How Often Should I Take My Adult Dog to the Veterinarian?
Adult dogs should see their vet once a year—even when they appear healthy. “During your dog’s annual exams, your veterinarian will conduct a thorough physical examination to check for any signs of illness, dental problems, or changes in weight and behavior,” Savageau explains. This helps catch any illnesses early.
During your dog's annual wellness exam, your veterinarian will recommend any necessary vaccine boosters and do their annual heartworm check with a blood test. Your vet can also provide advice on preventive flea, tick, and heartworm medications. This is also a good time to ask any questions you have about your dog's care, such as diet and exercise.
If your dog has any underlying or chronic conditions, they’ll likely need to visit their vet more often.
How Often Should I Take My Senior Dog to the Veterinarian?
Dogs are typically considered senior at 7 years old, with giant pups given senior status earlier than smaller breeds. As pets age, their risk of age-related diseases increases, so most vets recommend that senior dogs see their vet every six months, rather than annually.
Senior wellness exams are similar to adult dog exams, but with more blood tests to check for key markers like kidney and liver function, blood sugar levels, and thyroid function, Savageau explains. These senior blood panels help to detect and manage health concerns early, helping your pup make the most of their golden years.
Hopefully, all the vet visits throughout your dog's life will make these visits as stress-free as possible. However, if your pup finds travel stressful or has limited mobility, consider vets like Savageau who will visit your dog at home.
When Does My Dog Need an Emergency Vet Visit?
If your dog seems unwell, contact your vet. According to Savageau, the following are always emergencies:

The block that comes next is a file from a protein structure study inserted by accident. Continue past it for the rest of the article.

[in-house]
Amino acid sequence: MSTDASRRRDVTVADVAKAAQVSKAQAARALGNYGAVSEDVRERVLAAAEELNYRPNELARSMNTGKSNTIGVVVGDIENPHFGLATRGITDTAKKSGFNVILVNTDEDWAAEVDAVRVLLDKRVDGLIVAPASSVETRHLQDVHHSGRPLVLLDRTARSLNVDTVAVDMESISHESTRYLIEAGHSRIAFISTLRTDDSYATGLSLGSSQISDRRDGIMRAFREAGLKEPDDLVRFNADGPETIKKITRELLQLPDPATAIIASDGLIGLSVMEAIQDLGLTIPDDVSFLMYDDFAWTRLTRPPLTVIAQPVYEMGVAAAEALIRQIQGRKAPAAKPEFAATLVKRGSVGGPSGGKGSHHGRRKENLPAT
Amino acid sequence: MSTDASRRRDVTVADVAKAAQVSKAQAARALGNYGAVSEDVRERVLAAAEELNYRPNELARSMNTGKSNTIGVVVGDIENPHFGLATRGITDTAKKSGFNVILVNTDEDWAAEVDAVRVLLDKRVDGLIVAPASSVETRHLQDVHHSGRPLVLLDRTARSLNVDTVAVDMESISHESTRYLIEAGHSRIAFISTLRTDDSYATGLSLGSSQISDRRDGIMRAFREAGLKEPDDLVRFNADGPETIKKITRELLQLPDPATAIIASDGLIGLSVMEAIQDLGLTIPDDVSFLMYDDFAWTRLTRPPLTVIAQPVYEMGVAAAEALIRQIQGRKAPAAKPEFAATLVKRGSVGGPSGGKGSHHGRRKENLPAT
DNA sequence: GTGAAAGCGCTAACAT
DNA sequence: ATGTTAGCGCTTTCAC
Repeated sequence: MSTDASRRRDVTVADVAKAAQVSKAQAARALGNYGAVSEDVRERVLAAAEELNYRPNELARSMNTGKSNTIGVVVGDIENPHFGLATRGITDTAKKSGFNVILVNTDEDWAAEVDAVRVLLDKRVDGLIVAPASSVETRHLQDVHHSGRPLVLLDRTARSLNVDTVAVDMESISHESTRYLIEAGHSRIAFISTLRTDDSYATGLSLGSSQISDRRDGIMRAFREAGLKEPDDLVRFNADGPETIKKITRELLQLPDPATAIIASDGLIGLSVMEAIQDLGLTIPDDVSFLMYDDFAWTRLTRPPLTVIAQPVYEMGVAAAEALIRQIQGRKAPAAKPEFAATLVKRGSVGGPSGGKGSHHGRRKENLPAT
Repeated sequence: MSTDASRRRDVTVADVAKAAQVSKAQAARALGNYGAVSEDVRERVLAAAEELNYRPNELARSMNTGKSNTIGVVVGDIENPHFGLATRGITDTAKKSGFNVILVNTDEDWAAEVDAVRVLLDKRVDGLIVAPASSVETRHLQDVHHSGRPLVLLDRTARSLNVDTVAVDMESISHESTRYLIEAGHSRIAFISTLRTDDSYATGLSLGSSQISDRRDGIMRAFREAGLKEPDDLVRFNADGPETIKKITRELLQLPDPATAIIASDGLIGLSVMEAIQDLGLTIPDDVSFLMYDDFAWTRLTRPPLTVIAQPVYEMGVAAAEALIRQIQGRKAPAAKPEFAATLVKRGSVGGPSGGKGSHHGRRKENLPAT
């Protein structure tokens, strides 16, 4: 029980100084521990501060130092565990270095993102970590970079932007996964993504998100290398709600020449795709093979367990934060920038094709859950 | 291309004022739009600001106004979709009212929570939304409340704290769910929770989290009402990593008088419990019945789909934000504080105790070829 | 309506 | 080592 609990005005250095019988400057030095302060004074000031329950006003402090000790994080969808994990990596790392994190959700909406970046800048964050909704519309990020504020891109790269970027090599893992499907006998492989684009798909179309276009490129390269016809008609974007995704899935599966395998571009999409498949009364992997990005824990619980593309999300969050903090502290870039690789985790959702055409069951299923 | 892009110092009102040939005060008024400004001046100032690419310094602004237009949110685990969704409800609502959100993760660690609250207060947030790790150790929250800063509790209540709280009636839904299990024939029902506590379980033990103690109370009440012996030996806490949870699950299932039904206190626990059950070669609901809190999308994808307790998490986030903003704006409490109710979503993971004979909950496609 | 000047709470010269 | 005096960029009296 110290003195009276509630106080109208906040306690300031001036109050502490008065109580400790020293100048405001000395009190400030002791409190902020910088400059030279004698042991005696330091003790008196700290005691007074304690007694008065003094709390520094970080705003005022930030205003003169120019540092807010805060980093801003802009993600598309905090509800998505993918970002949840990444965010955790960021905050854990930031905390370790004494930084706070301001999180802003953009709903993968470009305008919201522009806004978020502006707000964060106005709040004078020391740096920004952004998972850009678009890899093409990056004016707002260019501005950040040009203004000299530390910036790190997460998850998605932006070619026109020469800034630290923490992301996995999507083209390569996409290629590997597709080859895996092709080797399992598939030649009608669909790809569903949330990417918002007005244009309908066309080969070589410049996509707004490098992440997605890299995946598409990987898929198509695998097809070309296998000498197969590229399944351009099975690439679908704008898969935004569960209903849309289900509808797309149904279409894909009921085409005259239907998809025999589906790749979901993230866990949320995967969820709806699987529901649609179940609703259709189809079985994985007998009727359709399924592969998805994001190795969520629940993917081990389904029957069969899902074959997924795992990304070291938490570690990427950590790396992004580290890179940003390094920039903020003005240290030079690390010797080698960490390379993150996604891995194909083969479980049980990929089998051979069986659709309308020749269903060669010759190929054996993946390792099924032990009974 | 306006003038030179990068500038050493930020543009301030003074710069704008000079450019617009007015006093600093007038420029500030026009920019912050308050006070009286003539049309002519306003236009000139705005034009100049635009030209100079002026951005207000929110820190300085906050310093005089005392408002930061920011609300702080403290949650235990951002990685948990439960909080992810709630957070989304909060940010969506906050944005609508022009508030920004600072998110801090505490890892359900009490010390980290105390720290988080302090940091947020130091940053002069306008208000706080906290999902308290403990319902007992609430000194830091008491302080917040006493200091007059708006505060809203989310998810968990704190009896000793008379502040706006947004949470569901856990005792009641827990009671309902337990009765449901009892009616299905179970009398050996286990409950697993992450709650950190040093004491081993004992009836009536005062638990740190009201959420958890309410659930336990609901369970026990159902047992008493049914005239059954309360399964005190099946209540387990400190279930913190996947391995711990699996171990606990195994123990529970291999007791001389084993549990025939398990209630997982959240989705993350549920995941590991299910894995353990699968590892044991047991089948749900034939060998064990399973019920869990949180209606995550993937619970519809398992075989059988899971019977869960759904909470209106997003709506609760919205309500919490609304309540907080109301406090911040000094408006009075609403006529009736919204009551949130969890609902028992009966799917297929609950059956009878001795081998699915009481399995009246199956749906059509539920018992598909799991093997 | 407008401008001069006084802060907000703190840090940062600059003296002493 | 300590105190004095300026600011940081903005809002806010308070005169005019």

Ingestion of toxic substances
Excessive vomiting or diarrhea
Do I Need Pet Insurance for My Dog?
Similar to human health insurance, pet insurance can help cover your dog’s routine checkups and emergency treatments, depending on the policy you choose and its monthly premium. Chances are, if you purchase pet insurance for your puppy, your monthly premium will save you money in the long run.
However, pet insurance doesn’t fit everyone’s needs, and your dog’s age, breed, or pre-existing conditions can make a significant difference in cost and coverage. If that’s the case, Savageau says pet wellness plans are another smart option. Wellness plans cover routine care, such as wellness exams and vaccinations, rather than accidents, injuries, or disease management.
How Much Does a Vet Visit Cost?
Without insurance, vet appointments can range between $50 to $100 for the physical exam and more depending on what the exam includes and where you live. If your dog needs to see an emergency vet outside of regular business hours, it could cost you double that.
Additional costs at each visit will depend on your dog’s age and needs. For example, if your puppy is due for a round of core vaccines (rabies and distemper), you could be paying more on top of the exam fee.
Other extra fees include blood work, urine and fecal testing, special diets prescribed by your vet, or flea and tick control, but you can also shop prices and fill those prescriptions through Chewy's online pharmacy.
Featured Image: Getty/SeventyFour
Help us make PetMD better
Was this article helpful?